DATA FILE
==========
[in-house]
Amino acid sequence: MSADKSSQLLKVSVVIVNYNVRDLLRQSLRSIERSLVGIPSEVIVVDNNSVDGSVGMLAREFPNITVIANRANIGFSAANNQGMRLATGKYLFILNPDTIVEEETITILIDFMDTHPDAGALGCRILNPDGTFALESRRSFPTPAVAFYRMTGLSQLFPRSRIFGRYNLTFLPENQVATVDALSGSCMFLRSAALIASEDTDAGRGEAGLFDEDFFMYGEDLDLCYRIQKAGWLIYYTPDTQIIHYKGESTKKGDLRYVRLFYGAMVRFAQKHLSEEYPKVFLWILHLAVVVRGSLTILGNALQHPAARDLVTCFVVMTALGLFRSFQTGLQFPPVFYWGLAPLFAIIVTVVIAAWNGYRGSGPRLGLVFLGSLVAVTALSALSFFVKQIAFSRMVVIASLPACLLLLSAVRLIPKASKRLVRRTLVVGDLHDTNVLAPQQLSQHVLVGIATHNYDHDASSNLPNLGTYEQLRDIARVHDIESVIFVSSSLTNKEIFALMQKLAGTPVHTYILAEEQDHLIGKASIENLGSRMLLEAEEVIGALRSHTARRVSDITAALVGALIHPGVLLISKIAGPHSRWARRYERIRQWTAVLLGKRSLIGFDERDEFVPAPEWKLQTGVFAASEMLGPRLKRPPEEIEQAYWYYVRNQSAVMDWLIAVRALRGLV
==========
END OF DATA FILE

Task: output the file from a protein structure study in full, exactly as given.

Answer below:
[in-house]
Amino acid sequence: MSADKSSQLLKVSVVIVNYNVRDLLRQSLRSIERSLVGIPSEVIVVDNNSVDGSVGMLAREFPNITVIANRANIGFSAANNQGMRLATGKYLFILNPDTIVEEETITILIDFMDTHPDAGALGCRILNPDGTFALESRRSFPTPAVAFYRMTGLSQLFPRSRIFGRYNLTFLPENQVATVDALSGSCMFLRSAALIASEDTDAGRGEAGLFDEDFFMYGEDLDLCYRIQKAGWLIYYTPDTQIIHYKGESTKKGDLRYVRLFYGAMVRFAQKHLSEEYPKVFLWILHLAVVVRGSLTILGNALQHPAARDLVTCFVVMTALGLFRSFQTGLQFPPVFYWGLAPLFAIIVTVVIAAWNGYRGSGPRLGLVFLGSLVAVTALSALSFFVKQIAFSRMVVIASLPACLLLLSAVRLIPKASKRLVRRTLVVGDLHDTNVLAPQQLSQHVLVGIATHNYDHDASSNLPNLGTYEQLRDIARVHDIESVIFVSSSLTNKEIFALMQKLAGTPVHTYILAEEQDHLIGKASIENLGSRMLLEAEEVIGALRSHTARRVSDITAALVGALIHPGVLLISKIAGPHSRWARRYERIRQWTAVLLGKRSLIGFDERDEFVPAPEWKLQTGVFAASEMLGPRLKRPPEEIEQAYWYYVRNQSAVMDWLIAVRALRGLV